New Normal Random Thoughts #11

I have been back home in Italy for 10 days, and it looks like we are heading for a new lockdown.

Back in England I was waiting for my new driving licence. It was one of the reason I went back in September. It was supposed to arrive in three weeks, but of course there had been Covid related delays, and when I called the DVLA they had no idea of the status of my application. My main concern was my passport, which I had to send them as proof of identity. I could still travel with my Italian identity card, but the idea of my passport being left for a couple of months, all by itself, with the Royal Mail was not reassuring.

Luckily, the very day before I was supposed to leave, two envelopes arrived, with my passport and my brand new UK driving licence. It expires on April 28 2041. I’m counting on the fact that by then cars will self drive and I won’t have to renew it.

The colours on my hills are magic in this season. I’ve been enjoying them in my daily early morning walks.

Once I got back to Italy I was supposed to be tested and self-quarantined until I got the results. There was zero information on how to get tested at the airport, the police woman who checked my passport didn’t have a number or any other useful information.

After some useless phone calls and some digging on a number of local healthcare web sites, I found an email address. I sent a message and within five minutes I had a reply! Next morning we went to a drive-through testing facility near a local hospital, there was no queue, got swabbed and a few days later a nice lady called to say that I was negative and free to go.

So here we go, two experiences with European bureaucracy which turned out to be not bad at all.

Stay safe. Stay home. Vote. Hug your pet.

New Normal Random Thoughts #10

So I’m flying back to Italy this week. I don’t know how the situation has changed there over the last six weeks, while I more or less follow the news I’m missing the day to day experience, but I’m looking forward to get back to what seems to be a much less stressful environment.

Meanwhile I’m loosing some of the admiration I had for my new home, this article on the NY Times captures well the feeling and the situation in London:

The current crisis seems exacerbated by an offshoot of the very virtue celebrated in the conventional historical narrative — an admirable refusal to bend. The national mantra, “keep calm and carry on,” seems to have been reconfigured into the misguided notion that nothing is amiss.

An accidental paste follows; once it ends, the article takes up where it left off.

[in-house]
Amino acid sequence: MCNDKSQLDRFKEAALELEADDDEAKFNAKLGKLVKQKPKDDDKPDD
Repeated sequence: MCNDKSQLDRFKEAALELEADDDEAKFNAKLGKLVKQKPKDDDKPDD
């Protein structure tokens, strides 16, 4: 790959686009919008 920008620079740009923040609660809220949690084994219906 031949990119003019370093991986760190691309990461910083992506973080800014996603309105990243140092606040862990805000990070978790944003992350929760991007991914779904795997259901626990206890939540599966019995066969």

The sense of permanent confusion here is just unnecessarily stressful, there’s a continuous flow of contrasting information coming from all sides, and while the Prime Minister likes to compare himself to good old Winston, instead of delivering “we shall never surrender” speeches they seem to be afraid that shutting down pubs would trigger an insurrection. While I have always found the tradition of pubs interesting, I had never realised before the importance of the “right to get drunk” felt by what appear to be sizable parts of the population.

Weekly laundry in 2020.

Then last week there was a debacle with the track and tracing programme (which government here defines “world-beating”), where some 16,000 test results were lost for a few days.

Many wrote that the problem was somehow related to using Excel to process some of the data. I feel bad for whoever was in charge of setting up this whole system: I have recommended myself to just dump data to Excel if you need a quick way to manipulate large tables: it’s almost as available as a web browser and it is usually a much faster and more effective tool than building custom software.

So while I don’t know what really happened, I’m pretty sure that whoever had to put together a highly scaleable solution with little time and resources and then hand it over to thousands of untrained users is not the one who chose to call it “world-beating”.

Meanwhile on the streets and the shops of London there’s still plenty of people not following social distancing rules, and recently I’ve heard been defined “fascists” those shops imposing them in a slightly more assertive way.

On Thursday I’m leaving this all behind. I’m not saying that everything is going to be perfect, but at least we have plenty of experience with fascists in Italy.

Hope to be back soon, in the meanwhile be kind, and good luck.